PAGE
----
The following post appeared on the Wesleyan Parents Talk page, with the title “Support Animal” question:
My son is living in a program house this year and was just informed that a new housemate will be bringing a cat as a “support animal”. My son is allergic to cats so this was quite a surprise to him. The Residential Office asked the house members to agree to help control the cat, keeping control of it if work was being done on the house for example, but did not ask house members whether they could comfortably live with this animal. He has told the residential office about his allergies and his worry about the cat being in the common areas of the house.Does anyone have experience with the University’s “support animal” policy? Apparently students go through an application process to bring an animal for emotional support. We are baffled by this.RobynP ’14,’16
Dear Parent of My Future Housemate,
These are my issues with your post:
1. Putting “support animal” in quotes (as I just demonstrated) is an attempt to delegitimize the term, despite the fact that it is the official term used by the university.
2.You said that a “new housemate” would be bringing the animal. I am not a new housemate, in the sense that I lived in the house last year. That makes me a “returning housemate” while your son is the “new housemate.”
3. It is entirely inappropriate for a parent to attack someone else’s child on the internet. Official channels (an email to the director of Residential Life, for example) were provided for you to respond to my request, and instead you chose to attack me in a public forum without having heard my side of the story or reasons for requesting a support animal. Your son, on the other hand, replied in an appropriate way and expressed his concerns.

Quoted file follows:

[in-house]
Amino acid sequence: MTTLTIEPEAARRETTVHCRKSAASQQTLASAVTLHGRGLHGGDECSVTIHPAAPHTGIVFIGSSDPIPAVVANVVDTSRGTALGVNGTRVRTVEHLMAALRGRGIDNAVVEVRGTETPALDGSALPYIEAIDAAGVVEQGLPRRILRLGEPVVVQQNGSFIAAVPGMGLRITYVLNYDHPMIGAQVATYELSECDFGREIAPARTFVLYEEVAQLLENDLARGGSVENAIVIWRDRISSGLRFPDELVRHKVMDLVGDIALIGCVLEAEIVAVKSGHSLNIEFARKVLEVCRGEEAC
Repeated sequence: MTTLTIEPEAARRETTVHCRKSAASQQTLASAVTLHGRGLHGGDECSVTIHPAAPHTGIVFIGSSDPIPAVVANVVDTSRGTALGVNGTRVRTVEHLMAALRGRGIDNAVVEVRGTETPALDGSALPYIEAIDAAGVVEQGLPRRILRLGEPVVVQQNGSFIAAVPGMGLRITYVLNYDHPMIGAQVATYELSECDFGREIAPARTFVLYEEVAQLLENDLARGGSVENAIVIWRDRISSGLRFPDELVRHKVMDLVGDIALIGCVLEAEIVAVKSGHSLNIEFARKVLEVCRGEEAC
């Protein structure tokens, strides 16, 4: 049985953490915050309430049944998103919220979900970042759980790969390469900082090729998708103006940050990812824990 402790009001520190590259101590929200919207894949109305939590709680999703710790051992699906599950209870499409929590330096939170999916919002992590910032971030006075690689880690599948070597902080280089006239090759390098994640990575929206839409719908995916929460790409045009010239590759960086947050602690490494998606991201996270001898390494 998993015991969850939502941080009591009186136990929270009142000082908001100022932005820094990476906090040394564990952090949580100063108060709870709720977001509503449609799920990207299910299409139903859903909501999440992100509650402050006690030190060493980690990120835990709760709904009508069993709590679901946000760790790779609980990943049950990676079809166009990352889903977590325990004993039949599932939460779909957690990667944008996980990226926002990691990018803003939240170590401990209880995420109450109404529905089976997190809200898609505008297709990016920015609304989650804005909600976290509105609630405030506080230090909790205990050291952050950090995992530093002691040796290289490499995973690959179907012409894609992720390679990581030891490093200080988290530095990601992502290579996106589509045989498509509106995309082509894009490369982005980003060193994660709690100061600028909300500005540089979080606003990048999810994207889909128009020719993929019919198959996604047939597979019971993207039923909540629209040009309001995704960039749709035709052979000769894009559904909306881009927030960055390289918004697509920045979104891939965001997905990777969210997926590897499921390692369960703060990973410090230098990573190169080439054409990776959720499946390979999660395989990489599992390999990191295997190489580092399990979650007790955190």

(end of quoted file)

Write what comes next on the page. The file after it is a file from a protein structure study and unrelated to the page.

4. According to a number of studies, having a pet improves the health and happiness of the pet owner. It can improve depression. Wesleyan requires students to live on campus for all four years (I suspect that this is for financial reasons, since room & board cost around $15,000 per year), and by banning animals from campus housing for all four years (other than in the case of the support animal), they remove the possibility of a health-and-welfare-improving animal for four years of our lives.
5. Only students with a documented disability can apply for a support animal, and they must provide a doctor’s note which states that having a pet is the appropriate course of treatment (often combined with other things, such as medication) for the student’s condition.
6. Speaking of which, I have MS. MS is an autoimmune disease that attacks the myelin in the body. MS causes depression, often due to structural brain degradation, in at least 50% of patients. It has come to my attention that a number of parents act as though all college students are healthy. In fact, many conditions, including MS, diabetes, cancer, schizophrenia, bipolar disorder, cystic fibrosis, migraines, and depression, strike young people. I think it is naive of you to assume that the request for a support animal is illegitimate. Your son’s cat allergy is not the worst condition that can occur in young people.
7. Which brings me to my final point: All you actually had to say was that your son has a cat allergy. He lives on my floor, approximately two rooms away, we share a bathroom and a hallway, so this information alone would have prompted me to not bring the cat. Now that I know that your son is allergic to cats, I have informed ResLife that I am not bringing the cat after all.
I hope that this has helped you to understand the university’s support animal policy,